ach time I encounter the body’s ability to heal itself, I’m in awe. And to witness the role of intention in this is even more mind-boggling.

 

As domestic violence survivors, you know the scars and wounds of battering. Did you know you can have a very active role in healing these injuries?

I’m going to insert an earlier writing of mine in which I’m reflecting on a milestone in my own process dating back to 1988, because it says it from that battered place common to domestic abuse survivors. This piece is entitled “The Silver Lining, Laced with Gold.” Allow me.

The Silver Lining Laced with Gold

The ropes, pulleys and metal held my vertebrae ever so still in cervical traction. Nurses, doctors, police, social workers and clergy rumbling about, and me wondering how did I get here. A cervical spine injury brought me here, an injury resulting from a domestic abuse altercation over my intervening between a violent father and a wounded child. That’s how I got here. The question is where do I go from here?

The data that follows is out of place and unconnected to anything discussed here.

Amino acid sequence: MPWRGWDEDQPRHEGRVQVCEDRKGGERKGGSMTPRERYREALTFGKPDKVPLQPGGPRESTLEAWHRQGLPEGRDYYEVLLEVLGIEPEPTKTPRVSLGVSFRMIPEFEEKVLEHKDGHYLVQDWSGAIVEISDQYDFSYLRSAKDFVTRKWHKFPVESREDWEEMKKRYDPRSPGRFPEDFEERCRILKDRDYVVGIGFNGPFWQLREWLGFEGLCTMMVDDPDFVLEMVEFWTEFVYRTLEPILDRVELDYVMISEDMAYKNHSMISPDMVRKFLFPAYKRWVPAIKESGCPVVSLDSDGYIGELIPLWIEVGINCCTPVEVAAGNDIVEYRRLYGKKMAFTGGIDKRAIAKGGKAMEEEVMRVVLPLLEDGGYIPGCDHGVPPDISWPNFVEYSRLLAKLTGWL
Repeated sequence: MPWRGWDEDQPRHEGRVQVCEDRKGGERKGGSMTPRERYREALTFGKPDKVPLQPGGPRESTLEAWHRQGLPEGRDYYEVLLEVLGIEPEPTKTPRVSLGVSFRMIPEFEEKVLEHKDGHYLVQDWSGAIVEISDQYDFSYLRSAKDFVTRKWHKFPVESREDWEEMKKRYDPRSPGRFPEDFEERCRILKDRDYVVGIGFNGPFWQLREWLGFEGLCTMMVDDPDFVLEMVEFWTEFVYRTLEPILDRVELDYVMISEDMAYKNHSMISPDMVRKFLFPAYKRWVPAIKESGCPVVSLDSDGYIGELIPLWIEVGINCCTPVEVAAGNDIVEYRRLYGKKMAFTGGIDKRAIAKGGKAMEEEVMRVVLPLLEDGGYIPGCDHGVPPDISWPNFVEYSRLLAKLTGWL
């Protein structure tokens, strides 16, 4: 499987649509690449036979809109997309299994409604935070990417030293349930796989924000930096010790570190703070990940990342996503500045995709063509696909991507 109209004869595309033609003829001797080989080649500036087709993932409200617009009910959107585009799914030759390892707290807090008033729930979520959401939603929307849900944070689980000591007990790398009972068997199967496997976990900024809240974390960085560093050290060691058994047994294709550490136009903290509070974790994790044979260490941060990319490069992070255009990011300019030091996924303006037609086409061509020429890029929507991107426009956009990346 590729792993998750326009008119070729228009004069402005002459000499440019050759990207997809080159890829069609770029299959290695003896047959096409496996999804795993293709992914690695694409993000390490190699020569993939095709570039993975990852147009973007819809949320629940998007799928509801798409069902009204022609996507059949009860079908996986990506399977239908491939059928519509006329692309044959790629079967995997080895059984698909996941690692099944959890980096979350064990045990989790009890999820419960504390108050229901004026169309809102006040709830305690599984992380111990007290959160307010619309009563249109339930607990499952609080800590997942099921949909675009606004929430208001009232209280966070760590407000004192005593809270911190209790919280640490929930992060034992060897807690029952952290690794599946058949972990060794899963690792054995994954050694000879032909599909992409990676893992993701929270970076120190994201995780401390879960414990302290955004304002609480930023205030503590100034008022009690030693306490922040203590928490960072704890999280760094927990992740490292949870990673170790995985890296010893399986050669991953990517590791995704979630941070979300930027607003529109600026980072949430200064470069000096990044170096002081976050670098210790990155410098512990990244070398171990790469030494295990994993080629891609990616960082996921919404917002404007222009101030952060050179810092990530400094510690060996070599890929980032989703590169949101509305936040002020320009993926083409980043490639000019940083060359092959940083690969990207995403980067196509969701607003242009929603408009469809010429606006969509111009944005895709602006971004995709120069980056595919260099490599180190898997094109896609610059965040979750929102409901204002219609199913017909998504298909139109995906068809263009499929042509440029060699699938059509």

My upper body so compromised I couldn’t lift a cup of tea, much less my arms over my head. The days were long and the pain was relentless, with shots of fire going down my arms day and night. After many months of physical therapy and this half-life in between, I yearned for a more expedient recovery and I longed to rid my mind of flashbacks.

Where was the space between the images of black and blue bruises across my baby’s face and the sounds of violent roars directed at me? “I’m going to break your neck…I’

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